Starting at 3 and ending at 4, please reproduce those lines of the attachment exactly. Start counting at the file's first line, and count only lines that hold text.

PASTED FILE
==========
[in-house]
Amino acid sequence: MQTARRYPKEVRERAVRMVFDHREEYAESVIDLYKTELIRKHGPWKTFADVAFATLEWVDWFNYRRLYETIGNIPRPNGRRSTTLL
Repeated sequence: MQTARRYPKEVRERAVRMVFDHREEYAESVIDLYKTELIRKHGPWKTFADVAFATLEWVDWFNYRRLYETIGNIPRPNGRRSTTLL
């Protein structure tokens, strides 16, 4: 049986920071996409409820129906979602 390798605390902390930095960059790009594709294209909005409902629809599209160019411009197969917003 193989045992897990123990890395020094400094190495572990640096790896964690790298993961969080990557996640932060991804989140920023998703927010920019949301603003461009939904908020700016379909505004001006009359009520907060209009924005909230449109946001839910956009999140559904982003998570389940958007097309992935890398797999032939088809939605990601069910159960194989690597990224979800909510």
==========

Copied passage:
Repeated sequence: MQTARRYPKEVRERAVRMVFDHREEYAESVIDLYKTELIRKHGPWKTFADVAFATLEWVDWFNYRRLYETIGNIPRPNGRRSTTLL
């Protein structure tokens, strides 16, 4: 049986920071996409409820129906979602 390798605390902390930095960059790009594709294209909005409902629809599209160019411009197969917003 193989045992897990123990890395020094400094190495572990640096790896964690790298993961969080990557996640932060991804989140920023998703927010920019949301603003461009939904908020700016379909505004001006009359009520907060209009924005909230449109946001839910956009999140559904982003998570389940958007097309992935890398797999032939088809939605990601069910159960194989690597990224979800909510």